7 He took the Book of the Covenant and read it aloud to the people, and they said, “We are willing to do and obey all that the Lord has spoken.” 8 So Moses took the blood and splashed it on the people and said, “This is the blood of the covenant that the Lord has made with you in accordance with all these words.” 9 Moses and Aaron, Nadab and Abihu, and the seventy elders of Israel went up, 10 and they saw the God of Israel. Under his feet there was something like a pavement made of sapphire, clear like the sky itself.
19 For when Moses had spoken every command to all the people according to the law, he took the blood of calves and goats with water and scarlet wool and hyssop and sprinkled both the book itself and all the people, 20 and said, “This is the blood of the covenant that God has commanded you to keep.” 21 And both the tabernacle and all the utensils of worship he likewise sprinkled with blood.
Notes and References
"... There are only two citations, or quotations, of Exodus in Hebrews that scholars agree upon: Exodus 25:40 in Hebrews 8:5 and of Exodus 24:8 in 9:20. In Hebrews 12:20 we find what I describe as a condensed paraphrase of Exodus 19:12-13, where a longer portion of text is condensed with close verbal similarity preserved and, for that reason, there is no debate as to whether Hebrews 12:20 references Exodus 19:12-13. There are many instances, however, in which Hebrews alludes to Exodus and, in those cases, Hays’ criteria are most relevant. Some of the most significant allusions I (and others) identify, for instance, include the “word spoken through angels” in 2:2 (angels at Sinai), the wilderness generation (thematic allusions) and the promise of rest (Exodus 33:14) in Hebrews 3-4. The reference to God’s rest after creation in relation to the Sabbath command in 4:4 may allude to Genesis but it may also (or instead) allude to the Decalogue in Exodus and/or Exodus 31:17. Hebrews 5:1, 4 allude to the call of Aaron from among the people to be a priest (Exodus 28:1) and Hebrews dialogues with the concept of Aarons’ perpetual priestly line throughout Hebrews 5-7, as well. A detailed description of the wilderness tabernacle in Heb 9 alludes very specifically to Exodus115 and references to both covenant and atoning rituals in Hebrews can easily be understood as alluding to Exodus and/or Leviticus ..."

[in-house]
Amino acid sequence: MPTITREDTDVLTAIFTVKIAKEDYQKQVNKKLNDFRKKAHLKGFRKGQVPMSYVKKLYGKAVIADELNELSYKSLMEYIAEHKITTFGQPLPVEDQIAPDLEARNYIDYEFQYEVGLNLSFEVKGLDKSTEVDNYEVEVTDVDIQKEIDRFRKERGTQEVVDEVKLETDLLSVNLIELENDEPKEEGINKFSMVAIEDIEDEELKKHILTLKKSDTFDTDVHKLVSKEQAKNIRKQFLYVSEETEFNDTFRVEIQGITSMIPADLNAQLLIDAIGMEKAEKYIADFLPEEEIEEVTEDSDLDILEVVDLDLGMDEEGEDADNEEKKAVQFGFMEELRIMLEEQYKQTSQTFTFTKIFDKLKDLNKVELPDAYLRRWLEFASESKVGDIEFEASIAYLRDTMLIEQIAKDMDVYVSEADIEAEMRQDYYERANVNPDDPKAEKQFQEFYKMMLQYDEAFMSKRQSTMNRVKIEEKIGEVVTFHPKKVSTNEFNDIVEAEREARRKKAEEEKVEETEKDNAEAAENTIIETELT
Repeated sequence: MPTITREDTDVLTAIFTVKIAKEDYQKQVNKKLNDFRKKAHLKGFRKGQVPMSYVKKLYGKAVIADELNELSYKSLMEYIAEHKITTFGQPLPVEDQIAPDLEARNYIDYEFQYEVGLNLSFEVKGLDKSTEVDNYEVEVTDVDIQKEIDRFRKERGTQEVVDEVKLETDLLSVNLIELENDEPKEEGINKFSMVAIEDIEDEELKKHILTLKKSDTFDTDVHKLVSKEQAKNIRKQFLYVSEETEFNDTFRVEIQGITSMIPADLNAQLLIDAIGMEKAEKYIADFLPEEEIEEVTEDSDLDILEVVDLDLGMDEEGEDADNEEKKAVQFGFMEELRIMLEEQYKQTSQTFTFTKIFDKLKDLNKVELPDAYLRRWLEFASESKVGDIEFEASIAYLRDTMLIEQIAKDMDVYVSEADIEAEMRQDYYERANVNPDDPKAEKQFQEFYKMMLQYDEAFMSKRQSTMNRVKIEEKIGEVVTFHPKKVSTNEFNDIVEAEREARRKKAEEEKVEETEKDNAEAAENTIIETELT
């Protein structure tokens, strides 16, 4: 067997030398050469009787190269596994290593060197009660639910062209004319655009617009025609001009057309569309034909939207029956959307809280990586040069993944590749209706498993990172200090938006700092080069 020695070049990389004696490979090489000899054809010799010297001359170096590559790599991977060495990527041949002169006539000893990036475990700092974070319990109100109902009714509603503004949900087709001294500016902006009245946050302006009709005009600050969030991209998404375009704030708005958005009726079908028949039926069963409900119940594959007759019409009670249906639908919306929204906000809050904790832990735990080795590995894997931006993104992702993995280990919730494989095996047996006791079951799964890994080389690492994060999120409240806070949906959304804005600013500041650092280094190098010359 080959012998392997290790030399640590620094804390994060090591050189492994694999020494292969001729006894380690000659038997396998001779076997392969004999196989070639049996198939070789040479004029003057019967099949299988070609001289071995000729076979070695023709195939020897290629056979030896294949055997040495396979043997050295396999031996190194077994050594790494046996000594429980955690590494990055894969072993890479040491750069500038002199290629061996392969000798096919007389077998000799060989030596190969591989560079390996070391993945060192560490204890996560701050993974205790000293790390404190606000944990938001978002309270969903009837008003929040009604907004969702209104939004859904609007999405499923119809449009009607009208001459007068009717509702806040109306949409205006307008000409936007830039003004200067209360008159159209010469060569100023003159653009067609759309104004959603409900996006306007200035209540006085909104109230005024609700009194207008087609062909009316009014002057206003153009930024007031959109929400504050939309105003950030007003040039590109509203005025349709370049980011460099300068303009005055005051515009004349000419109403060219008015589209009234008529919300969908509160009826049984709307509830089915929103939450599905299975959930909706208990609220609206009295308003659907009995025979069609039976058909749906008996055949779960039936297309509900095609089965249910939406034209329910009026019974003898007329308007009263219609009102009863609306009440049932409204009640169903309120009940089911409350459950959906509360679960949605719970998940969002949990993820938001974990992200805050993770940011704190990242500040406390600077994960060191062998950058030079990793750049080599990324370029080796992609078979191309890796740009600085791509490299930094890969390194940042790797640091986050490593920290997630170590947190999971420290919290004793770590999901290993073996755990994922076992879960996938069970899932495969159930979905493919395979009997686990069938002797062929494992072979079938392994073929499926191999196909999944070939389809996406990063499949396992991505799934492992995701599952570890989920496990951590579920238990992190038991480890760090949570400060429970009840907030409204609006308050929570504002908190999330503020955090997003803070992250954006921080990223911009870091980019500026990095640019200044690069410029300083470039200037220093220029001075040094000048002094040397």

Moore, Scott Ronald A Conviction of Texts Not Seen: Perceiving Exodus as the Generative Text of Hebrews (pp. 69-70) University of Denver, 2017
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